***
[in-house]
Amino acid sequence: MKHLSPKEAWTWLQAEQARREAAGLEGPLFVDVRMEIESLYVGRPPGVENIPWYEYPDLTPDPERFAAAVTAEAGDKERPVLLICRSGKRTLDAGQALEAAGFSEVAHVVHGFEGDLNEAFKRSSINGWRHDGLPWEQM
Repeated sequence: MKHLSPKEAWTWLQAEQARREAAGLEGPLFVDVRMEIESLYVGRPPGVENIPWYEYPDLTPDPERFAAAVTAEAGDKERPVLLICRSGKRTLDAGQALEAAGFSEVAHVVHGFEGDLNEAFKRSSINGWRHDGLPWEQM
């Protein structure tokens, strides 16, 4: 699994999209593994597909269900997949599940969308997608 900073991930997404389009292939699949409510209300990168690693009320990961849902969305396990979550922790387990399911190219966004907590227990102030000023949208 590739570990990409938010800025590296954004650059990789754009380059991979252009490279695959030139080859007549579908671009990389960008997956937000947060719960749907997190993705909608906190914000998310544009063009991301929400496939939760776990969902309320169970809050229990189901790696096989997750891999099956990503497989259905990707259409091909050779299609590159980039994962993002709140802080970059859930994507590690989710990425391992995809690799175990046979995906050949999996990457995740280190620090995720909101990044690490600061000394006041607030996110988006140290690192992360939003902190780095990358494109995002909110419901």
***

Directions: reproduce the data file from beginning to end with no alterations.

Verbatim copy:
[in-house]
Amino acid sequence: MKHLSPKEAWTWLQAEQARREAAGLEGPLFVDVRMEIESLYVGRPPGVENIPWYEYPDLTPDPERFAAAVTAEAGDKERPVLLICRSGKRTLDAGQALEAAGFSEVAHVVHGFEGDLNEAFKRSSINGWRHDGLPWEQM
Repeated sequence: MKHLSPKEAWTWLQAEQARREAAGLEGPLFVDVRMEIESLYVGRPPGVENIPWYEYPDLTPDPERFAAAVTAEAGDKERPVLLICRSGKRTLDAGQALEAAGFSEVAHVVHGFEGDLNEAFKRSSINGWRHDGLPWEQM
């Protein structure tokens, strides 16, 4: 699994999209593994597909269900997949599940969308997608 900073991930997404389009292939699949409510209300990168690693009320990961849902969305396990979550922790387990399911190219966004907590227990102030000023949208 590739570990990409938010800025590296954004650059990789754009380059991979252009490279695959030139080859007549579908671009990389960008997956937000947060719960749907997190993705909608906190914000998310544009063009991301929400496939939760776990969902309320169970809050229990189901790696096989997750891999099956990503497989259905990707259409091909050779299609590159980039994962993002709140802080970059859930994507590690989710990425391992995809690799175990046979995906050949999996990457995740280190620090995720909101990044690490600061000394006041607030996110988006140290690192992360939003902190780095990358494109995002909110419901």